proceeds of this transaction being handed over to Philip, that monarch
shifted his forces from Normandy, leaving Robert to shift for himself;
so that poor Socks was again driven to the most wretched extremities.

Rufus was now troubled by the Welsh, who had overrun Cheshire, probably
on account of its cheeses, for the Welsh were attached to their rabbits
even so early as the eleventh century. The Red King pursued them over
hill and dale, but they daily obtained advantages over him, and on
reaching Snowdon he saw that it would be the height of folly to proceed
further. After a few ups and downs over the mountains, he retreated
with shame, and found occupation at home, a.d. 1094--5, in quelling a
conspiracy headed by Robert de Mowbray, Earl of Northumberland, aided by
Richard de Tunbridge, with a variety of Johns, Williams, and Thomases
de What-d'ye-call-'em and So-and-So. Some of the conspirators were
imprisoned, and some hanged; but a few, in anticipation of the fatal
bolt, ran away for the purpose of avoiding it.

Immediately after these events, Robert, roused by the preaching of
Peter the Hermit, familiarly known as _Pietro L'Eremita_, determined
on giving up business as Duke of Normandy and starting as a crusader
for Palestine. In order to raise money for his travelling expenses, and
after having vainly entreated discount for his bills, he proposed to
sell his dukedom to his brother for ten thousand pounds, including the
good-will of the house of Normandy, the crown, which was not a fixture,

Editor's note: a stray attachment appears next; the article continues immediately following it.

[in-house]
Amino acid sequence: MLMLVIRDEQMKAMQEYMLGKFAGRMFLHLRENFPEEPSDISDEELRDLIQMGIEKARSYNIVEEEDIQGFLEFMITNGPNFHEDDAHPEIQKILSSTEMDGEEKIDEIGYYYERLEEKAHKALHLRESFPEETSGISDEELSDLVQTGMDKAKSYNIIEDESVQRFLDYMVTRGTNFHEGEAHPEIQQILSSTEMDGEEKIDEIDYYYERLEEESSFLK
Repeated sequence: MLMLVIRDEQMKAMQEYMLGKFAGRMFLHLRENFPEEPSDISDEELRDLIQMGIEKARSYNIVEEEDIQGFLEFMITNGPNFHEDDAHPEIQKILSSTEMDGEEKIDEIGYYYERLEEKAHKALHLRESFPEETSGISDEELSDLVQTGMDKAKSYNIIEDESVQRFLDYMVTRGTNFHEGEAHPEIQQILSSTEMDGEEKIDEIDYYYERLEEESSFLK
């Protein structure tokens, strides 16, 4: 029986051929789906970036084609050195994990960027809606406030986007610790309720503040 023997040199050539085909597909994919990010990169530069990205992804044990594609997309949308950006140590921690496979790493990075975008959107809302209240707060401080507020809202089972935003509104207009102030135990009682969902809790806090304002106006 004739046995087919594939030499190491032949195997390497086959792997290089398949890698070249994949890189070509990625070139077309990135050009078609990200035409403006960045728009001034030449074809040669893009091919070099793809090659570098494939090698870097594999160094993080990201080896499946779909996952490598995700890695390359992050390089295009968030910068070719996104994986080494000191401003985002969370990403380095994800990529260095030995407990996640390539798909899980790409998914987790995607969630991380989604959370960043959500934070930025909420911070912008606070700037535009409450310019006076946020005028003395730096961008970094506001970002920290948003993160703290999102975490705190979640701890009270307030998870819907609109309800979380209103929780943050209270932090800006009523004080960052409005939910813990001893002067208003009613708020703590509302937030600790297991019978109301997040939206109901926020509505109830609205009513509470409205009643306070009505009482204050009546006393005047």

the throne with its appropriate hangings, the sceptre the sign of
royalty, and all the palace furniture. The unscrupulous Rufus agreed to
purchase, but being without a penny of his own, he made a demand on the
empty pockets of his subjects.

Several bishops and abbots having already sold all the treasures of
their churches, told the king in plain terms they had nothing more to
give him, when the sovereign replied, "Have you not, I beseech you,
coffins of gold and silver full of dead men's bones?" thus insinuating,
according to Holinshed, "that he would have the money out of their bones
if they did not pay him otherwise." The bishops and abbots were induced
to take the hint of the king; and the term "boning" may have had its
origin from this species of robbery.

Having paid the ten thousand pounds, Rufus went to take possession of
his new purchase, and met with no resistance except from one Helie, Lord
of La Flèche, who professed to have a previous mortgage on part of the
property. Rufus treated him as a mortgagee so far as to pay him off in
the current coin of the age, though a year or two after (a.d. 1100)
as the Bed King was hunting in the New Forest, he heard that Helie had
surprised the town of Mans, and of course astonished the men of Mans
very unpleasantly.

William turned his horse's head towards the nearest seaport, which
happened to be Dartmouth, plunged into the first vessel he found
there, and ordered the sailors to start at once for Normandy. The crew
suggested that it was a very odd start to think of setting off in a gale
of wind; but his majesty began to storm with as much violence as the
elements. He asked--if they ever knew of a king being drowned?--and if
the adage applies to those who deserve hanging as well as to those who
are born for that ceremony, Rufus might have relied on exemption from
a watery terminus. He arrived safely at Harfleur, after one of the
most boisterous passages in his life, which was one of considerable
turbulence. The bare news of his arrival sufficed to frighten Helie,
who first ordered his troops to fall in, and immediately ordered them to
fall out, for he had no further use for them. Helie took to his heels,
and William became sole master of Normandy.

We now come to one of the most remarkable incidents in English history,